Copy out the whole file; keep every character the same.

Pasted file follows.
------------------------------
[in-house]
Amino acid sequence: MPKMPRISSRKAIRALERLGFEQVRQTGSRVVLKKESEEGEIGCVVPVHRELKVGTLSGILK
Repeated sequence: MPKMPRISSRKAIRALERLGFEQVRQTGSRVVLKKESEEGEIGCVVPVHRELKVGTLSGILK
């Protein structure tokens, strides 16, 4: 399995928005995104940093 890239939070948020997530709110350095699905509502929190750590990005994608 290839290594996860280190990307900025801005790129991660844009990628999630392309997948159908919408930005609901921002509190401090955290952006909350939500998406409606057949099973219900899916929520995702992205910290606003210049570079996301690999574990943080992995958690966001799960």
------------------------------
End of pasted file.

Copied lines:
[in-house]
Amino acid sequence: MPKMPRISSRKAIRALERLGFEQVRQTGSRVVLKKESEEGEIGCVVPVHRELKVGTLSGILK
Repeated sequence: MPKMPRISSRKAIRALERLGFEQVRQTGSRVVLKKESEEGEIGCVVPVHRELKVGTLSGILK
């Protein structure tokens, strides 16, 4: 399995928005995104940093 890239939070948020997530709110350095699905509502929190750590990005994608 290839290594996860280190990307900025801005790129991660844009990628999630392309997948159908919408930005609901921002509190401090955290952006909350939500998406409606057949099973219900899916929520995702992205910290606003210049570079996301690999574990943080992995958690966001799960």